Based on costs assumptions provided by the Harvard School of Public Health study, the tons of SO2 and NOx pollution avoided in 2015 carry a public health monetary value of more than $5.4 billion and $1.8 billion, respectively. At the start of 2016, there were 9,400 megawatts (MW) of wind power capacity under construction, which is expected to reduce another 23 million metric tons of CO2 emissions each year when operational, and cut overall power sector CO2 emissions by an additional one percent.

The 132 million metric tons in CO2 reductions in 2015 are equivalent to eliminating all power sector carbon dioxide emissions in Kansas, Nebraska, Oklahoma, and Colorado last year.

This data is an early look at AWEA’s 2015 U.S. Wind Industry Annual Market Report. The report will provide a comprehensive update on the state of the U.S. wind market, job numbers, state-by-state comparisons, and more.

Clean Energy Jobs Continue to Rise

Clean energy jobs continue to rise with a new report from Environmental Entrepreneurs (E2) showing more than 2.5 million jobs in the clean energy industry across all 50 states. “Clean Jobs in America,” is based on U.S. Bureau of Labor Statistics information and new data from the U.S. Department of Energy, as well as a comprehensive survey of tens of thousands of businesses across the country. The report provides detailed breakdowns of clean energy jobs not previously available.

Screen Shot 2016-03-29 at 9.54.32 AMAccording to the findings, energy efficiency is by far the nation’s largest clean energy sector employer, with nearly 1.9 million Americans while nearly 414,000 people work in renewable energy. The top renewable sectors were solar with 299,000 workers (including nearly 209,000 who work on solar full-time or close to full time, as The Solar Foundation noted in its 2015 job census) and wind with 77,000 workers.

“Clean energy is no longer a niche business – it’s a big-time job creator,” said Dan Smolen, managing director of The Green Suits, a Virginia-based talent recruitment and career development firm. “Our lawmakers need to realize that – and put policies in place, right now, to help the sector grow even more.”

Additional report findings include:

  • 328,000 people work in the energy efficient lighting industry. Another 162,000 help build Energy Star appliances.
  • Nearly 170,000 Americans work in the advanced vehicle industry, including 107,000 who work on hybrids and electric vehicles. Strength in this industry is due in part to new fuel-efficiency standards for vehicles and trucks.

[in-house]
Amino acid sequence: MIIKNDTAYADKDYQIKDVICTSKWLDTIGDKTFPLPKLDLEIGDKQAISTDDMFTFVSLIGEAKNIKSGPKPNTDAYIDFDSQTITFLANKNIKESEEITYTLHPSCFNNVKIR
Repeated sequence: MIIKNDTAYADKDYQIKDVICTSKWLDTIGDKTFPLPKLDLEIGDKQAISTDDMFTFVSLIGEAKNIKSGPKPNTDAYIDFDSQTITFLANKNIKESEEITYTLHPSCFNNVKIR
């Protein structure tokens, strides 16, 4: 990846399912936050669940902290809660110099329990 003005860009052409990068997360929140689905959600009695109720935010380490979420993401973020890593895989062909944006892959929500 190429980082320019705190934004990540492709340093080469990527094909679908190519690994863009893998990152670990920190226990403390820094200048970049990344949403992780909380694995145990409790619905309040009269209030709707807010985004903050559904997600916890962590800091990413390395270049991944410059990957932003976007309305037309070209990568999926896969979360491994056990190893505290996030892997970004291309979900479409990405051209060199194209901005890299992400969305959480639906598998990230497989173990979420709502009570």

• More people work in clean energy than sectors like real estate and agriculture, and many more work in clean energy than work in dirty energy industries like oil, gas and coal extraction.

“America’s clean energy jobs market is massive,” said Philip Jordan, vice president and principal at BW Research Partnership whose organization conducted the analysis. “It ranks right up there with some of the biggest industries in the country – including real estate, management, and agriculture. When we spoke with clean energy employers nationwide, we were struck by their responsiveness to state- and federal-level policies as well as their optimism.” Jordan added, “It’s clear that by shoring up clean energy policies, lawmakers have a big opportunity to attract even more clean energy jobs to their own backyards.”

NJR Announces U.S. New Wind Project

NJR Clean Energy Ventures (NJRCEV) has announced its fourth onshore wind project, Ringer Hill Farm. The 39.9 MW project is located along the Pennsylvania-Maryland border in Somerset County, Pennsylvania, approximately 60 miles southeast of Pittsburgh and will consist of 14 GE turbines. The new wind farm is expected to be complete in early 2017.

njr-cleanenergy“Wind is an increasingly important segment of our nation’s energy mix and we are pleased to do our part to bring renewable energy to the marketplace,” said Laurence M. Downes, chairman and CEO of New Jersey Resources. “Our investment in Ringer Hill further diversifies our distributed power portfolio, represents the continuation of our Company’s long-term growth strategy and provides value to our shareowners.”

NJRCEV is investing $84 million dollars in the project and expects the wind farm will qualify for federal production tax credits, which were recently extended. Once the project is completed, it joins wind farms in Alexander Wind Farm in Rush County, Kansas which began operating in December 2015; the Carroll Area Wind Farm, located in Iowa, which came online in February 2015; and, the Montana-based Two Dot Wind Farm, which has been in service since June 2014.

Armow Wind Farm Powers Up

The 180 MW Armow Wind power facility in Ontario has powered up. The Samsung Renewable Energy and Pattern Energy Group project used Ontario-made products. Towers for the 91 Siemens 2.3 MW wind turbines were made in Windsor and the 273 blades were manufactured in Tillsonburg.

armow wind project“Samsung is proud to complete our fourth wind project under our Green Energy Investment Agreement with the government of Ontario,” said Steve Cho, Vice President, Samsung C&T. “Armow Wind created more than 350 jobs during peak construction and supported over 750 workers from our Ontario manufacturing facilities. Samsung and its partners are creating jobs and investing in the community which is benefiting real people in Kincardine and across the province.”

According to a press statement, Armow Wind is also bringing strong economic benefits to the Kincardine community, including more than $75 million over 20 years in property taxes, landowner lease royalties and community benefits. As part of a long-term Community Benefit Program, Armow Wind committed $13.6 million dollars to the Municipality of Kincardine. The program supports education and other initiatives.

“Armow Wind is a great example of how Ontario is changing the future of electricity. Armow Wind is a project that produces clean, renewable energy and that was built by Ontario workers with Ontario-made wind turbine components,” added Mike Garland, CEO of Pattern Development. “Armow Wind is now generating millions of dollars in local lease payments and property taxes, updating the local airport, and improving the community of Kincardine through our community benefits program. We want to thank the landowners, other community members and the municipality for their hard work and collaboration on this project. We are honored to become a part of this great community.”

The Armow Wind power facility operates under a 20-year power purchase agreement with the Independent Electricity System Operator (IESO).